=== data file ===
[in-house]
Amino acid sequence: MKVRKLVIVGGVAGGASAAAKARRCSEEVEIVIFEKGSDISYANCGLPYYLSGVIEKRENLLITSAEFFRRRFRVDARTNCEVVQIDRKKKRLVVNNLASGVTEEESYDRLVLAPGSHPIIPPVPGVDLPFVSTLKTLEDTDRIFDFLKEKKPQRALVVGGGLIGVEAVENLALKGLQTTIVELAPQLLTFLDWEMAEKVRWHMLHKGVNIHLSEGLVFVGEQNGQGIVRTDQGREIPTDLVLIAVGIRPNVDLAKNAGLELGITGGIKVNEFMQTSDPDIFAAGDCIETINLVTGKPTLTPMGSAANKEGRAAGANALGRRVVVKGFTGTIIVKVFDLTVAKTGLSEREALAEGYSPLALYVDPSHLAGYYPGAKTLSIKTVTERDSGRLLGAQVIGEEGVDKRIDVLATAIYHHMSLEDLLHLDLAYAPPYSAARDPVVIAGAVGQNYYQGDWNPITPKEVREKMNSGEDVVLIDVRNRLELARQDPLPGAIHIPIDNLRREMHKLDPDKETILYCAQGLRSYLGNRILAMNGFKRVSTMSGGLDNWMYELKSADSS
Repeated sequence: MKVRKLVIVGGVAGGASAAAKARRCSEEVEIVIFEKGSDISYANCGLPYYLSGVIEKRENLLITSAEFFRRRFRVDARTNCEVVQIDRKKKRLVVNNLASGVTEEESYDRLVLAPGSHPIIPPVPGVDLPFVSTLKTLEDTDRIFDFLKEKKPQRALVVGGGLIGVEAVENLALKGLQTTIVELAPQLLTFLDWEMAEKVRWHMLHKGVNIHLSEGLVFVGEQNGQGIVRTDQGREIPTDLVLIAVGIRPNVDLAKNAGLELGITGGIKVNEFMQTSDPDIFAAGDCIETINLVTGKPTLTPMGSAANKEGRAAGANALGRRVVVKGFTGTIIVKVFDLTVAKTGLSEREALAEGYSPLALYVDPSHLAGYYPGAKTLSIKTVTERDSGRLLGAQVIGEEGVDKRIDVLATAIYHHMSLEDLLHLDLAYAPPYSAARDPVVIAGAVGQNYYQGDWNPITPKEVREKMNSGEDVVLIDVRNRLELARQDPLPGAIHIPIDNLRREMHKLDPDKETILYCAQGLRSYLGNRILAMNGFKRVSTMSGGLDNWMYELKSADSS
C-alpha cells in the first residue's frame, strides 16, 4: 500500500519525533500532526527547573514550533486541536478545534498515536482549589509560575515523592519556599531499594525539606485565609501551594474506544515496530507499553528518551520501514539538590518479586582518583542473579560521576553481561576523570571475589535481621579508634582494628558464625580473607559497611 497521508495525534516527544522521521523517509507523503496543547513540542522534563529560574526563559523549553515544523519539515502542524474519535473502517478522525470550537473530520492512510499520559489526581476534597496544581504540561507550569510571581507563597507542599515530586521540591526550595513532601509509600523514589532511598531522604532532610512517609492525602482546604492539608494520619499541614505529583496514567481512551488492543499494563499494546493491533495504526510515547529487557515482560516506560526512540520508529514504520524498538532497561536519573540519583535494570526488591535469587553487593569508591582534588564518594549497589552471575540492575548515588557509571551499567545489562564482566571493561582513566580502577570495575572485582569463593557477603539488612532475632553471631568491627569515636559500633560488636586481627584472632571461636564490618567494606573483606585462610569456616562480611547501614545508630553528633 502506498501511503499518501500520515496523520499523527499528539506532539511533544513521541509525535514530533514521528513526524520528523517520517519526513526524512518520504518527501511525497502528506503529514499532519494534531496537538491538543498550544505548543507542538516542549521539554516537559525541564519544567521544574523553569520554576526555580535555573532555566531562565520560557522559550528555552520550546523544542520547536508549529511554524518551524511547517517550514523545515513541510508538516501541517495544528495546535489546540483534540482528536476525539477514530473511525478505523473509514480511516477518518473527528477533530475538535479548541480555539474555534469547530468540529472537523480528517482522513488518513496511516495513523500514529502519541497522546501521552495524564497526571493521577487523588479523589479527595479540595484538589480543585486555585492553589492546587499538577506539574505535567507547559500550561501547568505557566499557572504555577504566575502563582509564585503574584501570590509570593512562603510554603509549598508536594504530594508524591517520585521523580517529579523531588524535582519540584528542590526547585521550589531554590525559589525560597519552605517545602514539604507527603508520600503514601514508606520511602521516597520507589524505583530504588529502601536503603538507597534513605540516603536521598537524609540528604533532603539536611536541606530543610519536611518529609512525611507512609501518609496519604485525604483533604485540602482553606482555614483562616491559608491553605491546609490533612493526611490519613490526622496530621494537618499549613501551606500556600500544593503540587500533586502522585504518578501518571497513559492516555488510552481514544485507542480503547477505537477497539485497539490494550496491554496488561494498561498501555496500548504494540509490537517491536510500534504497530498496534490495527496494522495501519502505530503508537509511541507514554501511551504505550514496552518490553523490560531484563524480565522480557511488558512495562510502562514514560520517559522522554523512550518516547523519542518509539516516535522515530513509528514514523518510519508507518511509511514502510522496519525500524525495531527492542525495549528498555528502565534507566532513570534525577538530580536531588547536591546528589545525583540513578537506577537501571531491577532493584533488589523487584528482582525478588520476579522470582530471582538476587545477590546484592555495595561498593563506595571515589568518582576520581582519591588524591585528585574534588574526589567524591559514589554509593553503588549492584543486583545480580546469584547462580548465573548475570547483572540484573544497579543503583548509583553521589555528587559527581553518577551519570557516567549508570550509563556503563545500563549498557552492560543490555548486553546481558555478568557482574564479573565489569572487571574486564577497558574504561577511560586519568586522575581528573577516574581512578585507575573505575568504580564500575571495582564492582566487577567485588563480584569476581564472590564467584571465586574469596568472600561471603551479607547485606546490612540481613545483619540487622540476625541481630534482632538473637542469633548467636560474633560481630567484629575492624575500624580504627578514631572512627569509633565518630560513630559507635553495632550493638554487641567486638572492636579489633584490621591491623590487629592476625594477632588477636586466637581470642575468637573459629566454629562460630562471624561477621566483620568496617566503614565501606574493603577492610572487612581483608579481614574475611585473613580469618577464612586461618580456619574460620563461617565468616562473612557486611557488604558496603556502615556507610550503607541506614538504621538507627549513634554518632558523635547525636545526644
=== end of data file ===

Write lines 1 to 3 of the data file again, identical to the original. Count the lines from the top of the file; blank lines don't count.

[in-house]
Amino acid sequence: MKVRKLVIVGGVAGGASAAAKARRCSEEVEIVIFEKGSDISYANCGLPYYLSGVIEKRENLLITSAEFFRRRFRVDARTNCEVVQIDRKKKRLVVNNLASGVTEEESYDRLVLAPGSHPIIPPVPGVDLPFVSTLKTLEDTDRIFDFLKEKKPQRALVVGGGLIGVEAVENLALKGLQTTIVELAPQLLTFLDWEMAEKVRWHMLHKGVNIHLSEGLVFVGEQNGQGIVRTDQGREIPTDLVLIAVGIRPNVDLAKNAGLELGITGGIKVNEFMQTSDPDIFAAGDCIETINLVTGKPTLTPMGSAANKEGRAAGANALGRRVVVKGFTGTIIVKVFDLTVAKTGLSEREALAEGYSPLALYVDPSHLAGYYPGAKTLSIKTVTERDSGRLLGAQVIGEEGVDKRIDVLATAIYHHMSLEDLLHLDLAYAPPYSAARDPVVIAGAVGQNYYQGDWNPITPKEVREKMNSGEDVVLIDVRNRLELARQDPLPGAIHIPIDNLRREMHKLDPDKETILYCAQGLRSYLGNRILAMNGFKRVSTMSGGLDNWMYELKSADSS
Repeated sequence: MKVRKLVIVGGVAGGASAAAKARRCSEEVEIVIFEKGSDISYANCGLPYYLSGVIEKRENLLITSAEFFRRRFRVDARTNCEVVQIDRKKKRLVVNNLASGVTEEESYDRLVLAPGSHPIIPPVPGVDLPFVSTLKTLEDTDRIFDFLKEKKPQRALVVGGGLIGVEAVENLALKGLQTTIVELAPQLLTFLDWEMAEKVRWHMLHKGVNIHLSEGLVFVGEQNGQGIVRTDQGREIPTDLVLIAVGIRPNVDLAKNAGLELGITGGIKVNEFMQTSDPDIFAAGDCIETINLVTGKPTLTPMGSAANKEGRAAGANALGRRVVVKGFTGTIIVKVFDLTVAKTGLSEREALAEGYSPLALYVDPSHLAGYYPGAKTLSIKTVTERDSGRLLGAQVIGEEGVDKRIDVLATAIYHHMSLEDLLHLDLAYAPPYSAARDPVVIAGAVGQNYYQGDWNPITPKEVREKMNSGEDVVLIDVRNRLELARQDPLPGAIHIPIDNLRREMHKLDPDKETILYCAQGLRSYLGNRILAMNGFKRVSTMSGGLDNWMYELKSADSS